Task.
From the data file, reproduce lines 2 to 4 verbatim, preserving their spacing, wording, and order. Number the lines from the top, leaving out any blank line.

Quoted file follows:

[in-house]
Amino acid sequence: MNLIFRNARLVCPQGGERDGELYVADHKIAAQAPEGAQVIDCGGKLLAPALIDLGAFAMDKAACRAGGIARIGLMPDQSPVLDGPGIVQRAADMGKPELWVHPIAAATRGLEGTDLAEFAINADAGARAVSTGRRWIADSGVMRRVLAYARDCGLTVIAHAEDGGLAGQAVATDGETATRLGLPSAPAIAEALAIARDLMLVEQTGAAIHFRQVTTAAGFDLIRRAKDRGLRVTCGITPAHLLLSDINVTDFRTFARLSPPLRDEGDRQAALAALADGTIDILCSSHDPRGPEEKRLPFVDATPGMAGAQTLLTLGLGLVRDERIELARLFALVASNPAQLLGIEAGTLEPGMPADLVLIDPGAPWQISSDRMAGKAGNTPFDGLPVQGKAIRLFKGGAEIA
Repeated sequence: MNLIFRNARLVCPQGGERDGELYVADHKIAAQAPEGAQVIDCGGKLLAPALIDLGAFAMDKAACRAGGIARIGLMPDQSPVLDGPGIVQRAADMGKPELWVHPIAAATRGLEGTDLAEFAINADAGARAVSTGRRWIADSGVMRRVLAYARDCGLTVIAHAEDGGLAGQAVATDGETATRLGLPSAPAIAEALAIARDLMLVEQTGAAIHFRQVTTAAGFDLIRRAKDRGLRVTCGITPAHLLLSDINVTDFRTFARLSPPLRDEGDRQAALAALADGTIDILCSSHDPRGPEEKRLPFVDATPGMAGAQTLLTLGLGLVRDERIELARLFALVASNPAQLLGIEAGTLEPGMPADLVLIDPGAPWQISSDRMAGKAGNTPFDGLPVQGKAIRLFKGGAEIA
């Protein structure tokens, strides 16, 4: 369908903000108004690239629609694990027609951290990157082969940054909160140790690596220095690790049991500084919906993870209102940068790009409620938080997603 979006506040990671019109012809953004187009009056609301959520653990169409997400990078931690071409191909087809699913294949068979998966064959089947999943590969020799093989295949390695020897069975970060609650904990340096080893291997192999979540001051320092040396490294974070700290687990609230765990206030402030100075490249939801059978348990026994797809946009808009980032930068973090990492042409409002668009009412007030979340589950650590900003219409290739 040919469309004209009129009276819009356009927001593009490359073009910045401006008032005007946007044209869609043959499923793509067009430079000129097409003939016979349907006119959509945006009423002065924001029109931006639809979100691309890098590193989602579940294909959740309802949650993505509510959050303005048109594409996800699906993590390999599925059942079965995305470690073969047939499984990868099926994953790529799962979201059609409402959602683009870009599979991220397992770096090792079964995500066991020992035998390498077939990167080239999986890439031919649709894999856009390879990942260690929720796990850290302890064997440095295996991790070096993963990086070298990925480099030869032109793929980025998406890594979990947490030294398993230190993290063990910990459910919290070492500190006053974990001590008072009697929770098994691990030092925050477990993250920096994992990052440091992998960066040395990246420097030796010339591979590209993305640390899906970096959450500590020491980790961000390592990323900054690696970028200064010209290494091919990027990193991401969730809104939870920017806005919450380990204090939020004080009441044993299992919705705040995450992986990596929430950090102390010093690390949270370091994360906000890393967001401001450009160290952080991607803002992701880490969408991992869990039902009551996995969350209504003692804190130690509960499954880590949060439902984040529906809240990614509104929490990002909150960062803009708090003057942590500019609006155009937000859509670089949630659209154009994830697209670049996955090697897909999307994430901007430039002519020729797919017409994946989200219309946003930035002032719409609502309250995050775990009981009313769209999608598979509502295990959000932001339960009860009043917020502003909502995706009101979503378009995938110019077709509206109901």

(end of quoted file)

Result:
Amino acid sequence: MNLIFRNARLVCPQGGERDGELYVADHKIAAQAPEGAQVIDCGGKLLAPALIDLGAFAMDKAACRAGGIARIGLMPDQSPVLDGPGIVQRAADMGKPELWVHPIAAATRGLEGTDLAEFAINADAGARAVSTGRRWIADSGVMRRVLAYARDCGLTVIAHAEDGGLAGQAVATDGETATRLGLPSAPAIAEALAIARDLMLVEQTGAAIHFRQVTTAAGFDLIRRAKDRGLRVTCGITPAHLLLSDINVTDFRTFARLSPPLRDEGDRQAALAALADGTIDILCSSHDPRGPEEKRLPFVDATPGMAGAQTLLTLGLGLVRDERIELARLFALVASNPAQLLGIEAGTLEPGMPADLVLIDPGAPWQISSDRMAGKAGNTPFDGLPVQGKAIRLFKGGAEIA
Repeated sequence: MNLIFRNARLVCPQGGERDGELYVADHKIAAQAPEGAQVIDCGGKLLAPALIDLGAFAMDKAACRAGGIARIGLMPDQSPVLDGPGIVQRAADMGKPELWVHPIAAATRGLEGTDLAEFAINADAGARAVSTGRRWIADSGVMRRVLAYARDCGLTVIAHAEDGGLAGQAVATDGETATRLGLPSAPAIAEALAIARDLMLVEQTGAAIHFRQVTTAAGFDLIRRAKDRGLRVTCGITPAHLLLSDINVTDFRTFARLSPPLRDEGDRQAALAALADGTIDILCSSHDPRGPEEKRLPFVDATPGMAGAQTLLTLGLGLVRDERIELARLFALVASNPAQLLGIEAGTLEPGMPADLVLIDPGAPWQISSDRMAGKAGNTPFDGLPVQGKAIRLFKGGAEIA
């Protein structure tokens, strides 16, 4: 369908903000108004690239629609694990027609951290990157082969940054909160140790690596220095690790049991500084919906993870209102940068790009409620938080997603 979006506040990671019109012809953004187009009056609301959520653990169409997400990078931690071409191909087809699913294949068979998966064959089947999943590969020799093989295949390695020897069975970060609650904990340096080893291997192999979540001051320092040396490294974070700290687990609230765990206030402030100075490249939801059978348990026994797809946009808009980032930068973090990492042409409002668009009412007030979340589950650590900003219409290739 040919469309004209009129009276819009356009927001593009490359073009910045401006008032005007946007044209869609043959499923793509067009430079000129097409003939016979349907006119959509945006009423002065924001029109931006639809979100691309890098590193989602579940294909959740309802949650993505509510959050303005048109594409996800699906993590390999599925059942079965995305470690073969047939499984990868099926994953790529799962979201059609409402959602683009870009599979991220397992770096090792079964995500066991020992035998390498077939990167080239999986890439031919649709894999856009390879990942260690929720796990850290302890064997440095295996991790070096993963990086070298990925480099030869032109793929980025998406890594979990947490030294398993230190993290063990910990459910919290070492500190006053974990001590008072009697929770098994691990030092925050477990993250920096994992990052440091992998960066040395990246420097030796010339591979590209993305640390899906970096959450500590020491980790961000390592990323900054690696970028200064010209290494091919990027990193991401969730809104939870920017806005919450380990204090939020004080009441044993299992919705705040995450992986990596929430950090102390010093690390949270370091994360906000890393967001401001450009160290952080991607803002992701880490969408991992869990039902009551996995969350209504003692804190130690509960499954880590949060439902984040529906809240990614509104929490990002909150960062803009708090003057942590500019609006155009937000859509670089949630659209154009994830697209670049996955090697897909999307994430901007430039002519020729797919017409994946989200219309946003930035002032719409609502309250995050775990009981009313769209999608598979509502295990959000932001339960009860009043917020502003909502995706009101979503378009995938110019077709509206109901």